although

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 [ɔːlˈðəʊ]


WordReference Collins English Usage © 2019
although - though
used as conjunctions
You use although or though to introduce a subordinate clause in which you mention something that contrasts with what you are saying in the main clause. Though is not used in very formal English.
I can't play the piano, although I took lessons for years.
It wasn't my decision, though I think I agree with it.
You can put even in front of though for emphasis.
She wore a coat, even though it was a very hot day.
Don't put ‘even’ in front of although.
Be careful
When a sentence begins with although or though, don't use ‘but’ or ‘yet’ to introduce the main clause. Don't say, for example, ‘Although he was late, yet he stopped to buy a sandwich’. You say ‘Although he was late, he stopped to buy a sandwich’.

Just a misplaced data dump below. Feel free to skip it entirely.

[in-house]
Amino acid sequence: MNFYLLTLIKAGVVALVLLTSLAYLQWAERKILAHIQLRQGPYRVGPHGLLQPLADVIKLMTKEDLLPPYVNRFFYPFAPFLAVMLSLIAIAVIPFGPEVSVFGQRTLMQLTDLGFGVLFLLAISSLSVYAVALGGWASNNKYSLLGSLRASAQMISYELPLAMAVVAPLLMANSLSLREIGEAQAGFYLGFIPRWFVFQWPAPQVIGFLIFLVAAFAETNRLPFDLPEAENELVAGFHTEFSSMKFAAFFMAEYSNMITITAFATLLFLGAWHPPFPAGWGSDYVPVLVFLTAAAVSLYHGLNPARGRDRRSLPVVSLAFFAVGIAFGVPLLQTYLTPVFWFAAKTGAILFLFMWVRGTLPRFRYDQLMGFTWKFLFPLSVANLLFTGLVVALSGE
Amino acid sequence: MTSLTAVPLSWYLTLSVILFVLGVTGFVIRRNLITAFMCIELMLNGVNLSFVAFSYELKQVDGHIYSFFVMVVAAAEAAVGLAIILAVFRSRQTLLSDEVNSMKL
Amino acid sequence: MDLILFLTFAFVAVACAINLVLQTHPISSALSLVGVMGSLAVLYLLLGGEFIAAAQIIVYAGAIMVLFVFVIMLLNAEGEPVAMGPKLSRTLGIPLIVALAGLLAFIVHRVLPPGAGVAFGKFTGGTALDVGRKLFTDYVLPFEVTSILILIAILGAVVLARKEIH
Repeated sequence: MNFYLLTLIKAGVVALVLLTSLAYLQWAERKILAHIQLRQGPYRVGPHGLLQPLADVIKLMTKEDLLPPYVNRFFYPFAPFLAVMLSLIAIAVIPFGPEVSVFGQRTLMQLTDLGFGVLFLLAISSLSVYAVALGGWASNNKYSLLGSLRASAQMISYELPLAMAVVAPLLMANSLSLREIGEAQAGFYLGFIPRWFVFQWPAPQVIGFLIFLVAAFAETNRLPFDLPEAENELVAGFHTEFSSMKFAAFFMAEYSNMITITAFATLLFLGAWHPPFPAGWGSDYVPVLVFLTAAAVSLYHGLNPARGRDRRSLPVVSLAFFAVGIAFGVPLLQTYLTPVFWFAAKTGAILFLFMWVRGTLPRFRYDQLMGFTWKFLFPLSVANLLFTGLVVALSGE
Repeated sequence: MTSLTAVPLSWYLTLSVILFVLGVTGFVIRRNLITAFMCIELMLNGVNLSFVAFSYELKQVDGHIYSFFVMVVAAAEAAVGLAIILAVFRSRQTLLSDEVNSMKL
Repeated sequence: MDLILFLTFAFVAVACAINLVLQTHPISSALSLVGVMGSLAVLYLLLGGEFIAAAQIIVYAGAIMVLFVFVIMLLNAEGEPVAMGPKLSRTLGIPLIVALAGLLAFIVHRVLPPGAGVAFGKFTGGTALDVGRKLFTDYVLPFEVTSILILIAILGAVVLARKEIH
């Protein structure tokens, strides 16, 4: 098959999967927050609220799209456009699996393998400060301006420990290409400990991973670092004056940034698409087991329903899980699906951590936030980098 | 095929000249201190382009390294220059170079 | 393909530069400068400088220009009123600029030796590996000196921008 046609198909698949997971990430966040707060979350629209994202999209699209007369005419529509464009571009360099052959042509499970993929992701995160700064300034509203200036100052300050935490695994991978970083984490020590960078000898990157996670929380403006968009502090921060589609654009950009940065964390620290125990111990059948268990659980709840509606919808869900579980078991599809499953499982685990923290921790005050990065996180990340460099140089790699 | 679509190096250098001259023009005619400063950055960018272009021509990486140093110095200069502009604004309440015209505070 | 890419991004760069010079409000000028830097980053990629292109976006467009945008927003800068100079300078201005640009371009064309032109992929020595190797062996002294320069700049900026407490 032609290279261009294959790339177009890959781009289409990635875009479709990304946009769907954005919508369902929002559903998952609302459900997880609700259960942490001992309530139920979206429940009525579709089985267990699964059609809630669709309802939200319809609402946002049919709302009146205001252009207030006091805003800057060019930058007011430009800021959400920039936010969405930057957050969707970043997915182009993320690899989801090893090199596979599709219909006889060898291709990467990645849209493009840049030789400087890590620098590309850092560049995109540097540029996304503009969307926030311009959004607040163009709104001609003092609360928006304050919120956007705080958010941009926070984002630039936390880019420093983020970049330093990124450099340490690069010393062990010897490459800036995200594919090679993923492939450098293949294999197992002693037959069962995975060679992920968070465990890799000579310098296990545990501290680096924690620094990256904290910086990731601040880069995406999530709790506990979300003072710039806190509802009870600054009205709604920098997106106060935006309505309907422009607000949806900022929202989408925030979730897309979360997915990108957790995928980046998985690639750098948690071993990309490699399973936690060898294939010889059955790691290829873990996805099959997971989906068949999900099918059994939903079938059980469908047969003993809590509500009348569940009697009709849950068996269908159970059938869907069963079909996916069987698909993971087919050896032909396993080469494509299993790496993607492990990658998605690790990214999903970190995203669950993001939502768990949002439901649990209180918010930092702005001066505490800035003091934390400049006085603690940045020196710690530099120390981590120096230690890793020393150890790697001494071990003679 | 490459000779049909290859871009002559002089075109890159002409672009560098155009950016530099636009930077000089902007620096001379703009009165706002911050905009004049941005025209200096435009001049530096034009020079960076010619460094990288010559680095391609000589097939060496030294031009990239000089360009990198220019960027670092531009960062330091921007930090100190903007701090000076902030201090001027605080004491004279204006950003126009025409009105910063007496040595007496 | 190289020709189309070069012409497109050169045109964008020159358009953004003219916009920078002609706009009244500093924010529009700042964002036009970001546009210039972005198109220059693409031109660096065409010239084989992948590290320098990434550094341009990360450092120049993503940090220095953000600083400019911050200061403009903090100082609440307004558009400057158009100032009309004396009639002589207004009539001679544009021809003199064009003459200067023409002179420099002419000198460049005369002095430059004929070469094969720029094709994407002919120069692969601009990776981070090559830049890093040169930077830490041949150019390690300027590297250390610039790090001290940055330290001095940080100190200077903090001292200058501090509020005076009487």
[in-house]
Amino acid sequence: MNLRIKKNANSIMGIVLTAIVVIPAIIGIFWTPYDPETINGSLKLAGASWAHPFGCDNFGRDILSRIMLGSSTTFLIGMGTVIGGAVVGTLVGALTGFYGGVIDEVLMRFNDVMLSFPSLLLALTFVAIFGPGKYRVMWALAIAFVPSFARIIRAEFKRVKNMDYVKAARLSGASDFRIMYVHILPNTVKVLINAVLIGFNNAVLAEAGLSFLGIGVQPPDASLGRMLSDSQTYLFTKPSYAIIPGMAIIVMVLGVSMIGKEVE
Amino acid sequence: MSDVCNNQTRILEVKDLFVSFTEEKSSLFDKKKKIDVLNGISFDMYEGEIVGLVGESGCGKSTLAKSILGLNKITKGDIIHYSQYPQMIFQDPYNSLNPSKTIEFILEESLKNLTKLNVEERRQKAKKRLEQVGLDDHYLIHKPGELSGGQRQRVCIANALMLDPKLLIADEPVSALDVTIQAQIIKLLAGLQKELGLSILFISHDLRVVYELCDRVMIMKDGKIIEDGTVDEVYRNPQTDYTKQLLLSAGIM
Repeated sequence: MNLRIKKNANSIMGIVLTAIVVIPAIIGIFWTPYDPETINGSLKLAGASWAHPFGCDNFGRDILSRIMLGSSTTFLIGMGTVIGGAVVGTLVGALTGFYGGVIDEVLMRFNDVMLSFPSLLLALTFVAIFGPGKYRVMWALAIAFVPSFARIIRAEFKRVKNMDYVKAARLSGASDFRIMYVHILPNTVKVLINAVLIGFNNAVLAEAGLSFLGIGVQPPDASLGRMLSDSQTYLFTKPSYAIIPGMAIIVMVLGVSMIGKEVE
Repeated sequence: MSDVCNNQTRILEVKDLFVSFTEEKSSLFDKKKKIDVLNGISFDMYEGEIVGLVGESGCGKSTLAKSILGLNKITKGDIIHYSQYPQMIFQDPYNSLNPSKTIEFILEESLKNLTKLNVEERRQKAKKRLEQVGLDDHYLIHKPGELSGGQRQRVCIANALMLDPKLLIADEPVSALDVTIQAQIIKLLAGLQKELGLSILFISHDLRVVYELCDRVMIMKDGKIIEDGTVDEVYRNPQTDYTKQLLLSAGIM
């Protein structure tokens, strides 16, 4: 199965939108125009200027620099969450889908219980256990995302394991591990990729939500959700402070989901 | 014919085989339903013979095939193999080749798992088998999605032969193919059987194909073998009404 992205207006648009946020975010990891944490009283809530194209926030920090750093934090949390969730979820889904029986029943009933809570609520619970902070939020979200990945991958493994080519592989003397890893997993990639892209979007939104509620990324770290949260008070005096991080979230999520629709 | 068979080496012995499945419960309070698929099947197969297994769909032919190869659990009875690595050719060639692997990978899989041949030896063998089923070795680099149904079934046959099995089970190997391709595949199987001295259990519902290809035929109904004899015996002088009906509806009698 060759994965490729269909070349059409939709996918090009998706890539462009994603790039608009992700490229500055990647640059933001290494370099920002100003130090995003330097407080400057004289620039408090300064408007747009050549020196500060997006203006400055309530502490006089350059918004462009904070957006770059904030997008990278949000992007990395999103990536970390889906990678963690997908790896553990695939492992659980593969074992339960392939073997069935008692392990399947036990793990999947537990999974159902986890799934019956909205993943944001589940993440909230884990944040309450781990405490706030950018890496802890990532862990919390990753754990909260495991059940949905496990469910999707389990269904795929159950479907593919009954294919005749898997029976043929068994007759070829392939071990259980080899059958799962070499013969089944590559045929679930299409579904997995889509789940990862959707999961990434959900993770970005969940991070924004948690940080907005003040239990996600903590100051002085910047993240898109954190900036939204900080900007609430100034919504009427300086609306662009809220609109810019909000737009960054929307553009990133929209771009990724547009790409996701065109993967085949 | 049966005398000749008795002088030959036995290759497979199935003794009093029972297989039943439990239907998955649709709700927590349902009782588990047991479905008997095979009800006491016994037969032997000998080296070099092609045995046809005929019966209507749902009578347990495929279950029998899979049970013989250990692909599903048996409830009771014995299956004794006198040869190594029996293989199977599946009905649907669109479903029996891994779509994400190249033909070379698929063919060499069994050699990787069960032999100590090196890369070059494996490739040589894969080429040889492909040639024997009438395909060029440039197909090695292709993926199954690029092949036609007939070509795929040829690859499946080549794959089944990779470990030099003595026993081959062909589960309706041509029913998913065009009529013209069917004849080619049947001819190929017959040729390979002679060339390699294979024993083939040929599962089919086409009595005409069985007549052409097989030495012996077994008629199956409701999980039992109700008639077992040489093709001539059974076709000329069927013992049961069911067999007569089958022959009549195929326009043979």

Although he was English, he spoke fluent French.
Though he hadn't stopped working all day, he wasn't tired.
Be careful
Don't use although or though in front of a noun phrase. Don't say, for example, ‘Although his hard work, he failed his exam’. You say ‘In spite of his hard work, he failed his exam’ or ‘Despite his hard work, he failed his exam’.
In spite of poor health, my father was always cheerful.
Despite her confidence, Cindy was uncertain what to do next.
‘though’ used as an adverb
Though is sometimes an adverb. You use it when you are making a statement that contrasts with what you have just said. You usually put though after the first phrase in the sentence.
Fortunately though, this is a story with a happy ending.
For Ryan, though, it was a busy year.
In conversation, you can also put though at the end of a sentence.
I can't stay. I'll have a coffee though.
Although is never an adverb.
'although' also found in these entries:
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